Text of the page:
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This study argues that the Suda’s article on Adam (Alpha 425) is an encomium dating from Late Antiquity.The Suda is a 10th century Byzantine lexicon compiled by an unidentified scholar or team of scholars that draws from a wide range of both Classical and early Christian sources. The Suda often leaves its readers to guess from where, if anywhere, its compilers are drawing, and the source for the Suda’s article on Adam has to this point been unidentified. The entry is strikingly positive in its outlook on Adam, who usually receives negative press from theologians and Church Fathers who associate him with the Fall of Mankind. This unusually laudatory narration of the life of Adam has too been unexplained. I argue that, based on the late antique rhetorical tradition and schooling, its similarity to the encomia of early Christian Fathers such as John Chrysostom in both style and content, and the explicitly anti-pagan sentiment the article expresses in a vehement psogos (vituperation) against classical learning, the entry must be an encomium on Adam that dates from the 4th-5th centuries.

There is a poverty of scholarship on the Suda in general and there has been none on this article whatsoever, which has denied scholars of Late Antiquity a valuable addition to the corpus of Late Antique rhetoric and to our understanding of early Christian attitudes toward Adam. There is an affluence of scholarship on rhetoric, however, and I have found none more helpful on Late Antique and Byzantine rhetoric than George A. Kennedy, who posits that the encomium was a permanent fixture in the formal education system of the Greek world during Late Antiquity and the Middle Ages as a facet of the progymnasmata, or rhetorical training exercises, and that no authors were more emulated than John Chrysostom and Gregory of Nazianzus (Greek Rhetoric Under Christian Emperors, 218). Finding in the works of Chrysostom numerous encomia on Old Testament figures that bear close resemblance to the Suda’s entry on Adam, it is clear that, if the later was not directly influenced by the former, it must have derived from a common study of progymnasmata and is without doubt consciously an encomium.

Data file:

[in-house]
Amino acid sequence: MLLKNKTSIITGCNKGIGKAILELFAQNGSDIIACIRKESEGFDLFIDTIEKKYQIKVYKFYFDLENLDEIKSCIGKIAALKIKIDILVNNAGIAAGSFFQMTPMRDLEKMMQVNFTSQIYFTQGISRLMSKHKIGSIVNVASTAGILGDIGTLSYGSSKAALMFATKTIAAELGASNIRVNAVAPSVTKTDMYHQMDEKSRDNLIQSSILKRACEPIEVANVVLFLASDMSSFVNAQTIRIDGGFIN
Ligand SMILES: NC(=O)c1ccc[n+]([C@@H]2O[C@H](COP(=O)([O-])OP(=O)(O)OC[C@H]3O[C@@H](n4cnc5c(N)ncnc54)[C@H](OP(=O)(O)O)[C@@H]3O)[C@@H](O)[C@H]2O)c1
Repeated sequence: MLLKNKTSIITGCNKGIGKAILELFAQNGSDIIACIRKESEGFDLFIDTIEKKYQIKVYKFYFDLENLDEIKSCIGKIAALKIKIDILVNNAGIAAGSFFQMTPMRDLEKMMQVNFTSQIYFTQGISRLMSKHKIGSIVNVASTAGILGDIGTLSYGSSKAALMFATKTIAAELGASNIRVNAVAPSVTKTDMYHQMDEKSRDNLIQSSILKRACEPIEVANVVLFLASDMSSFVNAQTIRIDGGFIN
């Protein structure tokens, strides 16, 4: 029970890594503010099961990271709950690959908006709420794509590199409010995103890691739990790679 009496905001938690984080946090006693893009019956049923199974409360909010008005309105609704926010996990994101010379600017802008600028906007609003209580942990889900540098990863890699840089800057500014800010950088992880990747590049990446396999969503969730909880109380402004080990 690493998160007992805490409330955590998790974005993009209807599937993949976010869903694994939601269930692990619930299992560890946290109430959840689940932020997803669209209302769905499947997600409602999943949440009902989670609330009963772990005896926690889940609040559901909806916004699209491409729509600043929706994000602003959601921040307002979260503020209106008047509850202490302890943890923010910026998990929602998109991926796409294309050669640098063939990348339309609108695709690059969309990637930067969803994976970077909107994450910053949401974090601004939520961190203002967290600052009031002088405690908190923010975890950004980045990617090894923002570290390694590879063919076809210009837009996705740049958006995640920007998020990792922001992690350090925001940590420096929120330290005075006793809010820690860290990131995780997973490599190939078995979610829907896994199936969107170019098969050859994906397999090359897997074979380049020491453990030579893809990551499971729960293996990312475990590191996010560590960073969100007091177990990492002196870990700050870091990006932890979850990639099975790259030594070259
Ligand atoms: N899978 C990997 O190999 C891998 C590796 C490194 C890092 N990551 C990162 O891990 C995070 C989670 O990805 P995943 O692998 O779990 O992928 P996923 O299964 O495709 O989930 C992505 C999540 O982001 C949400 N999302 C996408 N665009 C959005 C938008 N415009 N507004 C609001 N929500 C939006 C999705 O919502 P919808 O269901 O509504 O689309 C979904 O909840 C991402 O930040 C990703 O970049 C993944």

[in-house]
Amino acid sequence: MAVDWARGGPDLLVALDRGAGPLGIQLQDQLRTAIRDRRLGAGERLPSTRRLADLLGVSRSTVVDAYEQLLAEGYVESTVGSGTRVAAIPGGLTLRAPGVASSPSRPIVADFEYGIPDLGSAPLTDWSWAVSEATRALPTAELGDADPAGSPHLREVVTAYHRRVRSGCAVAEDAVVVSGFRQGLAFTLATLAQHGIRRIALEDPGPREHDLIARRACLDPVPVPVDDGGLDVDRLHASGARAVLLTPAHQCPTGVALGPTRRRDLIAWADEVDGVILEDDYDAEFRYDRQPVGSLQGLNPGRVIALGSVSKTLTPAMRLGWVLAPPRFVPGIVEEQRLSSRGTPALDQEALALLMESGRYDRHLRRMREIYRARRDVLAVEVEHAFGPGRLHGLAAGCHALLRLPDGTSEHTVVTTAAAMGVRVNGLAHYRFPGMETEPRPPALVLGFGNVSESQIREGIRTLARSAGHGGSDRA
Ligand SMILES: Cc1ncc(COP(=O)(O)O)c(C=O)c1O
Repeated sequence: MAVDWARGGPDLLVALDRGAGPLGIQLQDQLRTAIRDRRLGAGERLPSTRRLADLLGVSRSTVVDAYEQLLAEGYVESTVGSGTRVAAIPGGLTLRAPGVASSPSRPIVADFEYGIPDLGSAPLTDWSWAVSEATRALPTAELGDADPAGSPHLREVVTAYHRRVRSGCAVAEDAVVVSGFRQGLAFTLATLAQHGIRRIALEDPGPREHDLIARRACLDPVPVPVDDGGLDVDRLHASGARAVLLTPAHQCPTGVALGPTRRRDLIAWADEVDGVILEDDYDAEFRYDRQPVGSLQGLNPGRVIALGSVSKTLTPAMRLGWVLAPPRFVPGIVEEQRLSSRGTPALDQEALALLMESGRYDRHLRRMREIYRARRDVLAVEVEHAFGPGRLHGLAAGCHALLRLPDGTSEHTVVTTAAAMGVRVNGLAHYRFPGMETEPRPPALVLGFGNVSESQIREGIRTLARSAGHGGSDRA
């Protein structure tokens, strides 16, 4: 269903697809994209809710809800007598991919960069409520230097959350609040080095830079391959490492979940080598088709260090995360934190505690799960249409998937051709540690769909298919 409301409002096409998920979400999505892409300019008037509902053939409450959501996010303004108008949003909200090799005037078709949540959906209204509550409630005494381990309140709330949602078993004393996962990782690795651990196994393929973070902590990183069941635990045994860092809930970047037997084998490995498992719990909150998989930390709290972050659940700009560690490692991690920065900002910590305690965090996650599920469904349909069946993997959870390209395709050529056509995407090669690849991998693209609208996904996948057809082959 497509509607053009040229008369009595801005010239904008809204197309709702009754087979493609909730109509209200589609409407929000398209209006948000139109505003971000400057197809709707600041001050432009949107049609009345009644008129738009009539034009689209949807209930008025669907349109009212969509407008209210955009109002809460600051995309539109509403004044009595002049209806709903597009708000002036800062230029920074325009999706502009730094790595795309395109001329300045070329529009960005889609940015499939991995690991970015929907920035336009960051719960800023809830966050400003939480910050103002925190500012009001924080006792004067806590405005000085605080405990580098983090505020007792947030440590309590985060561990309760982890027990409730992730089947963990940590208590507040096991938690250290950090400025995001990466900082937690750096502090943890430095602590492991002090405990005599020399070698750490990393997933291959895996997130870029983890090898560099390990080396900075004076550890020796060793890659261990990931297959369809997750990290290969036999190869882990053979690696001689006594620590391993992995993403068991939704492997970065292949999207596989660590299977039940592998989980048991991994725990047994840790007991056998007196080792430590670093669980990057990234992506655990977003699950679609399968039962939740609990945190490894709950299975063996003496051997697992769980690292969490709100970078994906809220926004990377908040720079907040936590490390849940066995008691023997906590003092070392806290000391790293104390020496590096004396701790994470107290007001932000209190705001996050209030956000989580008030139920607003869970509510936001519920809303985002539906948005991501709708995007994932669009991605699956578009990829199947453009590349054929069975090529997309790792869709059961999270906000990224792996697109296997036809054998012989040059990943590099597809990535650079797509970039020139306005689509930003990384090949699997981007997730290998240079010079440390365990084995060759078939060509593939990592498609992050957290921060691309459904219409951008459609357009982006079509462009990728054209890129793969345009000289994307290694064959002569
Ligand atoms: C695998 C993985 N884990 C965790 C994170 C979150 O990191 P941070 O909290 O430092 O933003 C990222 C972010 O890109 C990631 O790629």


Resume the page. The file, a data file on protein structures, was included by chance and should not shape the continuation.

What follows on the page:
Despite its abundant adulations, the Suda entry does not put forth any variant Christian beliefs and, when discussing Adam’s role in the Fall, attempts to retain the audience’s admiration of Adam by emphasizing the power of the Devil as opposed to the weakness of Adam when he is tempted with that infamous fruit. In order to emphasize the Devil’s guile, the author begins a psogos against the Devil’s deeds on earth and specifically against Classical learning and the Pagan gods, going so far as to call Hesiod “ὁ τῶν á¼€θεμίτων γονῶν ζῳγράφος” (the painter of illicit begettings). It is this psogos, when considered in combination with the similarity this encomium has with those of writers like Chrysostom, that suggests the encomium dates to Late Antiquity. Since the author does not support his hatred of Classical learning with evidence, but rather takes its evil for granted, one can surmise that the author expected his audience to agree with him on the matter of paganism’s nefariousness. Were the encomium written after the fifth century, the psogos would be not only ineffective but in fact distracting, sinceby that time Paganism ceased to pose any legitimate threat to Christianity.
Taking this entry to be from the twilight years of the Roman Empire, one can view this encomium as a snapshot catching literarily the culture of the Classical world metamorphosize into that of the Christian Medieval world. By taking Adam, so often treated with contempt, and making him the object of praise—something that might remind one of Lucian’s The Fly—one might wonder upon reading the Suda’s article for whom one has gained more appreciation: Adam, or the author.